The Cerebellum

  • Charles R. Goodlett


The cerebellum, aptly named from Latin meaning “little brain,” accounts for only about 10% of the total weight of the brain (about 150 g in the adult human male) but contains more than 50% of the brain's neurons. The cerebellum is present in some form in all vertebrates. Its neurons and connectional anatomy are highly organized with a geometric regularity that repeats in a modular fashion over the entire cerebellum. Three major functional subdivisions can be identified in the mammalian cerebellum, corresponding with different phylogenetic origins: the vestibulocerebellum (archicerebellum), spinocerebellum (paleocerebellum), and cerebrocerebellum (neocerebellum). The cellular architecture of these divisions is remarkably uniform, but they differ in the source of their afferent input (vestibular, spinal, and corticopontine projections, respectively) and the targets of their efferent regulation. Because there are no associational/commissural connections between different regions...


Purkinje Cell Granule Cell Cerebellar Cortex Vestibular Nucleus Mossy Fiber 
These keywords were added by machine and not by the authors. This process is experimental and the keywords may be updated as the learning algorithm improves.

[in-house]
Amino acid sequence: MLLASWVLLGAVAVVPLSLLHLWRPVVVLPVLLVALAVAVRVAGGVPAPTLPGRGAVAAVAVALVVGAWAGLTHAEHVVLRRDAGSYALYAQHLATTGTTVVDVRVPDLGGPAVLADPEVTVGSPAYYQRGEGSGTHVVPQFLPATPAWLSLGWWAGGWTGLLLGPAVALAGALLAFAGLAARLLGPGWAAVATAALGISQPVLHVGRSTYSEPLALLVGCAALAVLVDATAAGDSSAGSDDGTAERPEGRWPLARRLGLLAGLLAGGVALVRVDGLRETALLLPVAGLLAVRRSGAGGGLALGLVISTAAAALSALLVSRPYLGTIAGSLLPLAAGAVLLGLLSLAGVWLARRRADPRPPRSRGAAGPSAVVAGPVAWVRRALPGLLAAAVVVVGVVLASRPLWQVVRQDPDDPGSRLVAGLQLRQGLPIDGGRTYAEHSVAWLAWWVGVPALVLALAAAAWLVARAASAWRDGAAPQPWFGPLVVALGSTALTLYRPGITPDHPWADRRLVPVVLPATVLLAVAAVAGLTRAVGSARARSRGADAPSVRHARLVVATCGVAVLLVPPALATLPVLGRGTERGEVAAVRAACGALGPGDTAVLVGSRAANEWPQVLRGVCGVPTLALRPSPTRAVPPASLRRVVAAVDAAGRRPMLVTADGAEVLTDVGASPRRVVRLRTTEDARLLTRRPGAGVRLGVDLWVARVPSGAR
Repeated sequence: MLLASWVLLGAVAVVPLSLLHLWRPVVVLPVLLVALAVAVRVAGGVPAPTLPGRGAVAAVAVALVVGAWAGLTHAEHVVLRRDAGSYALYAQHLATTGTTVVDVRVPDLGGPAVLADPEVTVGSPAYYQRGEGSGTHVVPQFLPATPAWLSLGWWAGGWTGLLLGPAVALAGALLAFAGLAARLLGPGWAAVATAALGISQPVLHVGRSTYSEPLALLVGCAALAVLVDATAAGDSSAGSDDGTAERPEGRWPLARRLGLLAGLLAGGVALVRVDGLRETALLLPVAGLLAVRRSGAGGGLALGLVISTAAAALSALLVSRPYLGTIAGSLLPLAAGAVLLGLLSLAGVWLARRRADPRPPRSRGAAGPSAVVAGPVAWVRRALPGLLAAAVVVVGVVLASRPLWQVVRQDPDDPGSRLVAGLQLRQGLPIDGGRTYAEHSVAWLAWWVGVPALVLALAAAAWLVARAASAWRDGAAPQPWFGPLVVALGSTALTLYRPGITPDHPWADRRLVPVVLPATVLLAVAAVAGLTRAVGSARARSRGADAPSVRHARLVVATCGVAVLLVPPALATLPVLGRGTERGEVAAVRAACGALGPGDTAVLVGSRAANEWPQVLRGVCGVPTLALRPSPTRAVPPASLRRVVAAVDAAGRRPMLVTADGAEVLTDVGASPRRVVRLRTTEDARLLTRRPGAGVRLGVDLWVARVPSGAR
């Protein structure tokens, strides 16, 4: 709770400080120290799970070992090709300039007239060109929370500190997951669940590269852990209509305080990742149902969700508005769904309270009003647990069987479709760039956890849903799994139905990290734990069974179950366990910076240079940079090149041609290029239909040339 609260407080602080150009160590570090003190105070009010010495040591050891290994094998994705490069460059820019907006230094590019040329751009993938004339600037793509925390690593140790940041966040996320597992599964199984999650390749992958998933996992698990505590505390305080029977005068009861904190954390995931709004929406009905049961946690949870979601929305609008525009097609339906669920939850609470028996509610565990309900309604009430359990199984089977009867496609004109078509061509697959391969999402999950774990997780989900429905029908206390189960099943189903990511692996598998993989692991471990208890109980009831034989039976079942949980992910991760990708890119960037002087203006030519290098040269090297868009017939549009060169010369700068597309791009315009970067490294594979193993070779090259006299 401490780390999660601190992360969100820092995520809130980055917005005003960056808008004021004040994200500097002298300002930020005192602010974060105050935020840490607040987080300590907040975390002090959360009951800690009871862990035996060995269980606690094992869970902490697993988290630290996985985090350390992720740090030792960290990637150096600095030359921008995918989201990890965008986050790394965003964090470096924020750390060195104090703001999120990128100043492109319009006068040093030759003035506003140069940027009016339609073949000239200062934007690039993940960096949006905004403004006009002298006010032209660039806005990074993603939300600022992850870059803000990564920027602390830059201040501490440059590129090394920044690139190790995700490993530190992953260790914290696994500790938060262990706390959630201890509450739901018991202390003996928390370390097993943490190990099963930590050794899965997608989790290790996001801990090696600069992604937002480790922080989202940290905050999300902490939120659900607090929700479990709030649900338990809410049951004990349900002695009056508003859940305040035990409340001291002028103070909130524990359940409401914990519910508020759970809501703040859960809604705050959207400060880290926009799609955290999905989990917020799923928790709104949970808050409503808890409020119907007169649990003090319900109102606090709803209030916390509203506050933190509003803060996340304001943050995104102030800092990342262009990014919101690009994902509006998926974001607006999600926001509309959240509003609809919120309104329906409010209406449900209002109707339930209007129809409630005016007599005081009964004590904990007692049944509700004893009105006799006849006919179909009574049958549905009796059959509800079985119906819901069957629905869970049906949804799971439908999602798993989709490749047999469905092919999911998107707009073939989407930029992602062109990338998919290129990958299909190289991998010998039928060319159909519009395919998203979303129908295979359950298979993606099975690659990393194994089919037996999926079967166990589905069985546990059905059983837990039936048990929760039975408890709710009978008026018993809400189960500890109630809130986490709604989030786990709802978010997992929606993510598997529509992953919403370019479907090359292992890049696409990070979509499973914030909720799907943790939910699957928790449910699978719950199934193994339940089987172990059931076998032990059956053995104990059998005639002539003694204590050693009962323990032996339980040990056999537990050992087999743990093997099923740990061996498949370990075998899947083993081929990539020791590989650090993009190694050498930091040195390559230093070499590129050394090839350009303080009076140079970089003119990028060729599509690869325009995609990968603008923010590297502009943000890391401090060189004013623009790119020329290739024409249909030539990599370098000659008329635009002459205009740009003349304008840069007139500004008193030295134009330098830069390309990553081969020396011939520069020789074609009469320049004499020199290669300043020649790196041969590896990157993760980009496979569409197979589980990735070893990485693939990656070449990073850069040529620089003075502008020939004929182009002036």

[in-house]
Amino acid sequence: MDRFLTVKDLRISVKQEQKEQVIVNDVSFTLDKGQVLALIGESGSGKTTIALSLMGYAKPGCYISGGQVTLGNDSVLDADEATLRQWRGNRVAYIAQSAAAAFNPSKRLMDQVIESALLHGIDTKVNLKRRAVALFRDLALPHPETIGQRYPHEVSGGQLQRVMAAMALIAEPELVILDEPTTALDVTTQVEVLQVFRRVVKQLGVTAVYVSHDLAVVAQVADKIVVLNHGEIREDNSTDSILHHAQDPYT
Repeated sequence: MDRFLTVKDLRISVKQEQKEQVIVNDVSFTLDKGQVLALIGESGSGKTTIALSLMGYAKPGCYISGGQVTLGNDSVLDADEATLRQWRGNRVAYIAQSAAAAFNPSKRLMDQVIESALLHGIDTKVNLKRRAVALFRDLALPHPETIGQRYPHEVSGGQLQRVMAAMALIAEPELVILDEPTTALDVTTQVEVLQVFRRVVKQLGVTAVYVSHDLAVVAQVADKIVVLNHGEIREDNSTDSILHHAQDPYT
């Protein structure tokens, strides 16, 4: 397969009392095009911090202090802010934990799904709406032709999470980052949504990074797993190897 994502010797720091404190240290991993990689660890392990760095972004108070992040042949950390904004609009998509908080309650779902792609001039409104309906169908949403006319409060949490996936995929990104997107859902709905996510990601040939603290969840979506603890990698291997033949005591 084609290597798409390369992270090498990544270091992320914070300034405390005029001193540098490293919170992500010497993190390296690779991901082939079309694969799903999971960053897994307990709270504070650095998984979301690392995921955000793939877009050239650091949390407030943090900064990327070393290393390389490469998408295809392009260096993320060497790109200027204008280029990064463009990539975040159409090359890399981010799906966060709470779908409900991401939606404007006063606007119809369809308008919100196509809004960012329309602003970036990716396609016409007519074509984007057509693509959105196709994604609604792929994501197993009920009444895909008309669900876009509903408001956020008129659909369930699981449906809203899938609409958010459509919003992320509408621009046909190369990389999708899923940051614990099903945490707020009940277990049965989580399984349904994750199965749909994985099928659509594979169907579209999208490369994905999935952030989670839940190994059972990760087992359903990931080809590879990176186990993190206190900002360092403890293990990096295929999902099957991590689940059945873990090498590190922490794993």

This work represents a revision and extension of the chapter that appeared in the 2nd edition of Neuroscience in Medicine, authored by James R. West and John B. Geldard. Substantial portions of the text and most of the figures of their previous chapter were retained, some with modification. The author assumes full responsibility for the current version of this chapter.


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Copyright information

© Humana Press, Totowa, NJ 2008

Authors and Affiliations

  • Charles R. Goodlett
    • 1
  1. 1.Department of Psychology and Program in Medical NeuroscienceIndiana University-Purdue University IndianapolisIndianapolisUSA

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